What is the purpose of a business in 2022?
If you ask Google what the purpose of a business is then you’ll probably come across an answer that looks something like this:
“The primary purpose of a business is to maximise profits for its owners or stakeholders while maintaining corporate social responsibility.”
This is the definition that we’ve come to understand and that we base most of our business activity on. When you think about it this is an odd sort of definition because it doesn’t consider the needs of owners or stakeholders beyond that of profits. It effectively says money in your pocket beats health, wellbeing, community and all the other things that contribute to a life well lived. In a time of climate and biodiversity crisis, pandemic disease, war and rampant inflation in which almost 70% of the world’s wealthiest entities are not states but corporations, it’s difficult to make a case for this definition of business being sustainable or in society’s best interests. Many businesses are grappling with how to reshape this definition to truly take into account people, planet and profit. Perhaps we could settle on something like this:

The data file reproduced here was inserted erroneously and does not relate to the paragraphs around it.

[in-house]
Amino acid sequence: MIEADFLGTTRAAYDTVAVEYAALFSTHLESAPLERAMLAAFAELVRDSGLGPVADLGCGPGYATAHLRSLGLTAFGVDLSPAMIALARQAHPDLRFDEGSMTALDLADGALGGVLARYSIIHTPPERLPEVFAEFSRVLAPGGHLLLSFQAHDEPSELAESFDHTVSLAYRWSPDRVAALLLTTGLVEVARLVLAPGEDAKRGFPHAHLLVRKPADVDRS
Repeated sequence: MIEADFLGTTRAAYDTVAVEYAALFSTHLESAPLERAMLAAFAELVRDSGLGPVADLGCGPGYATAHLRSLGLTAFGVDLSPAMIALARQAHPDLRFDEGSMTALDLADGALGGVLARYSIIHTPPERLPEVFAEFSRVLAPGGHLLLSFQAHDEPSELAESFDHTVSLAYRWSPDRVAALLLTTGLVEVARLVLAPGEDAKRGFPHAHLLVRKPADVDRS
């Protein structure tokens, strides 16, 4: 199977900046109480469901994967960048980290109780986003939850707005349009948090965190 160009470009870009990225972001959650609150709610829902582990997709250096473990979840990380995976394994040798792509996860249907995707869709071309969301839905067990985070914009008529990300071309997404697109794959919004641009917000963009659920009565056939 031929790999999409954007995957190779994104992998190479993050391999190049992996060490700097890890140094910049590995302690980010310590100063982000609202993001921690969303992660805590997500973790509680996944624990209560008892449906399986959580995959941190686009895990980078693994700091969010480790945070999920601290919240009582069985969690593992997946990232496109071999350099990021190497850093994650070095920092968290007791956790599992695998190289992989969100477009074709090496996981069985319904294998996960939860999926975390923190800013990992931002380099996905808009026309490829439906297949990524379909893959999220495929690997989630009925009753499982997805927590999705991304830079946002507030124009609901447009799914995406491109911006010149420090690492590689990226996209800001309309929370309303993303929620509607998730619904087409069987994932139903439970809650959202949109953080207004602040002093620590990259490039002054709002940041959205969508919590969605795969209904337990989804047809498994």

“The primary purpose of a business is to maximise it’s contribution to the local community, support nature positive solutions and make enough profit to thrive.”
As a business community and as individuals we’re experiencing a time of profound change. Costs are rising quickly, food production is leaving forests destroyed, oceans and soil degraded almost beyond use. The stability of our climate and the natural world is unraveling. As we start to see that stability breaking down it becomes clearer that the global markets and distribution networks that we’ve built over the last hundred years or so are not as resilient as we might have imagined. To solve the deep rooted systemic issues that we face will take collaboration on a scale never seen before. As business owners we all have to look beyond the veil of short term commercial advantage and imagine a more balanced and equitable economy with ‘planet’ and ‘people’ as primary beneficiaries.